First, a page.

A recent survey by the insurance industry trade group Limra found only 31% of financial advisors are women. Why so few?

Industry experts believe it may be tied to how women perceive the profession. Female college students, even those majoring in business, have been reluctant to consider financial advising as a career option because they view it as too math-intensive or too technical-or as a field historically dominated by men.

In response, St. Paul, Minn.-based Securian Financial Group has created the "Dream Big, Start Now" project to dispel those misconceptions by showing female college students they may have both the skill set and mind-set to be financial advisors.

First introduced in 2010 as a pilot program, it was rolled out last year to five universities (Virginia Tech, the University of Wisconsin-Madison, the University of Delaware, the University of San Diego and the University of Mississippi), which partner with local Securian financial advisory firms. Securian representatives go to each campus to recruit a team of female college students to run the program, which is open to juniors and seniors.

The major goal is to spread financial advisor literacy among women on campuses and deepen the pool of female candidates interested in pursuing a financial advisory career.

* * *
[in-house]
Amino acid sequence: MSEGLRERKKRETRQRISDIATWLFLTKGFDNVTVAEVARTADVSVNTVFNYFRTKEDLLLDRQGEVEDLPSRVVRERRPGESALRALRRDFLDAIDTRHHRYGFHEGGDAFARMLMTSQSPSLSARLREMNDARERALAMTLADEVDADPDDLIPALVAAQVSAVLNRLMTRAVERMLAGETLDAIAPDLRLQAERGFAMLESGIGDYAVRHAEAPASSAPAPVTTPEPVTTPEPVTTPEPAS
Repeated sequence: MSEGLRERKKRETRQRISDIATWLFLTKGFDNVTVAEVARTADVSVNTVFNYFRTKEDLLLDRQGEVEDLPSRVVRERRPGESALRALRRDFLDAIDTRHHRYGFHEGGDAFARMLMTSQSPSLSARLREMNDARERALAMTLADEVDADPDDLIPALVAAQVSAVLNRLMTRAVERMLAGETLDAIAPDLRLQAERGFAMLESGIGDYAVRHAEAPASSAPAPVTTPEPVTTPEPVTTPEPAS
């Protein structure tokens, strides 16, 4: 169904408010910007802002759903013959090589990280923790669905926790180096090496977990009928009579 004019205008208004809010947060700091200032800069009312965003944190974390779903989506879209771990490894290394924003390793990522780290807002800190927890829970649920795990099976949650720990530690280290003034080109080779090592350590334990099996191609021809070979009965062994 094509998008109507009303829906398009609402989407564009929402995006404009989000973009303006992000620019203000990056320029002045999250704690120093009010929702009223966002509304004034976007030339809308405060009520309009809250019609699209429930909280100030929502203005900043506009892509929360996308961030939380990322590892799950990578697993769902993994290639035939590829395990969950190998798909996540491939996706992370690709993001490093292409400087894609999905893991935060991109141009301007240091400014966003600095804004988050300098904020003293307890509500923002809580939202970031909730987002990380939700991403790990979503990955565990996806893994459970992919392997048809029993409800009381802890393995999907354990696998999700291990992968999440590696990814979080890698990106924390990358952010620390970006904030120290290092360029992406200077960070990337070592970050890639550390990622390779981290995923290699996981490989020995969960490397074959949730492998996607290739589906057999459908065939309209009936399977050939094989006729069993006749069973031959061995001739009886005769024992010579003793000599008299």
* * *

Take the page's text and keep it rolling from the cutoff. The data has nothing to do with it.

Tony Vetsch, Securian's senior regional recruiting specialist, says many women feel like the financial advice field is all about the math Ph.D. and nothing about relationships. He says the Securian collaboration with universities is meant to debunk that idea.

The Securian project challenges female students to promote financial literacy among their peers by developing their own original marketing campaigns for women on campus. Last year, 14 women from the five partner colleges worked with Securian firms to create literacy projects. One team set up a display in the business school, and another created a social media project. Overall, the teams organized events attracting approximately 180 participants.

Crystal Huddleston, the director of professional development at Virginia Asset Management in Richmond, Va., became interested in the program and recruited three students at Virginia Tech to launch "Dream Big, Start Now" on that campus. She says that the program encourages students to learn about the behavioral and personal skills needed for financial advising. The students don't have to be math whizzes; the most important thing is to learn what tools and techniques can help them market themselves, to create a network and build trust and relationships in what's essentially a relationship business.

"If you can't do that," Huddleston said, "then it doesn't matter how great you are on the technical side, because you won't get to practice."  

Student marketing and recruiting activities include giving a financial advisor presentation to college classes, student groups and local organizations. One presentation called "30 by 30" shows students how to accumulate $30,000 by the age of 30, Huddleston said.